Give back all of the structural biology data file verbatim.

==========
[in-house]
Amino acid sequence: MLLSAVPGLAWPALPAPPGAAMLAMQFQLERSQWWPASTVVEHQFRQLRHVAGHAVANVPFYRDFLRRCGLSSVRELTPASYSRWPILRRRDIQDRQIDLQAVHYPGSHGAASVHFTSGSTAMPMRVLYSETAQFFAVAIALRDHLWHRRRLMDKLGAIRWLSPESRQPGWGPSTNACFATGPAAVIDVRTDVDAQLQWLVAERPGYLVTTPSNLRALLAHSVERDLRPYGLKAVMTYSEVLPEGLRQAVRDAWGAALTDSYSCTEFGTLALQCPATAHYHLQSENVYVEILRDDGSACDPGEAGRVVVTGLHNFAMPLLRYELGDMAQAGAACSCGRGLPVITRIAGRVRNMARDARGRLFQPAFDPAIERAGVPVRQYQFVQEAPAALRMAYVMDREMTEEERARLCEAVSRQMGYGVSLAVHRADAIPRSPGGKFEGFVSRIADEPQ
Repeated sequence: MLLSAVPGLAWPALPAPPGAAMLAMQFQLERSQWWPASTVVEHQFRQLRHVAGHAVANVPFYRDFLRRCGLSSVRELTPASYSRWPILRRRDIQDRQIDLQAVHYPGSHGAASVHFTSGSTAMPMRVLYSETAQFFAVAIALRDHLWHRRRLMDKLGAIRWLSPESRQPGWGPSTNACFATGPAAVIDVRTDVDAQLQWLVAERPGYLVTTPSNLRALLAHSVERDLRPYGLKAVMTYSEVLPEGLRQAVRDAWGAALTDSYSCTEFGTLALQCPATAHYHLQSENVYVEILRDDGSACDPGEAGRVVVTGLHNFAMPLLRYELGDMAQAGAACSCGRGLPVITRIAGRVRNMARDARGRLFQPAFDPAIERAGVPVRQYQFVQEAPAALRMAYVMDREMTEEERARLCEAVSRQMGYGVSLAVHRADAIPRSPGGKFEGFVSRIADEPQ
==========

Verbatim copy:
[in-house]
Amino acid sequence: MLLSAVPGLAWPALPAPPGAAMLAMQFQLERSQWWPASTVVEHQFRQLRHVAGHAVANVPFYRDFLRRCGLSSVRELTPASYSRWPILRRRDIQDRQIDLQAVHYPGSHGAASVHFTSGSTAMPMRVLYSETAQFFAVAIALRDHLWHRRRLMDKLGAIRWLSPESRQPGWGPSTNACFATGPAAVIDVRTDVDAQLQWLVAERPGYLVTTPSNLRALLAHSVERDLRPYGLKAVMTYSEVLPEGLRQAVRDAWGAALTDSYSCTEFGTLALQCPATAHYHLQSENVYVEILRDDGSACDPGEAGRVVVTGLHNFAMPLLRYELGDMAQAGAACSCGRGLPVITRIAGRVRNMARDARGRLFQPAFDPAIERAGVPVRQYQFVQEAPAALRMAYVMDREMTEEERARLCEAVSRQMGYGVSLAVHRADAIPRSPGGKFEGFVSRIADEPQ
Repeated sequence: MLLSAVPGLAWPALPAPPGAAMLAMQFQLERSQWWPASTVVEHQFRQLRHVAGHAVANVPFYRDFLRRCGLSSVRELTPASYSRWPILRRRDIQDRQIDLQAVHYPGSHGAASVHFTSGSTAMPMRVLYSETAQFFAVAIALRDHLWHRRRLMDKLGAIRWLSPESRQPGWGPSTNACFATGPAAVIDVRTDVDAQLQWLVAERPGYLVTTPSNLRALLAHSVERDLRPYGLKAVMTYSEVLPEGLRQAVRDAWGAALTDSYSCTEFGTLALQCPATAHYHLQSENVYVEILRDDGSACDPGEAGRVVVTGLHNFAMPLLRYELGDMAQAGAACSCGRGLPVITRIAGRVRNMARDARGRLFQPAFDPAIERAGVPVRQYQFVQEAPAALRMAYVMDREMTEEERARLCEAVSRQMGYGVSLAVHRADAIPRSPGGKFEGFVSRIADEPQ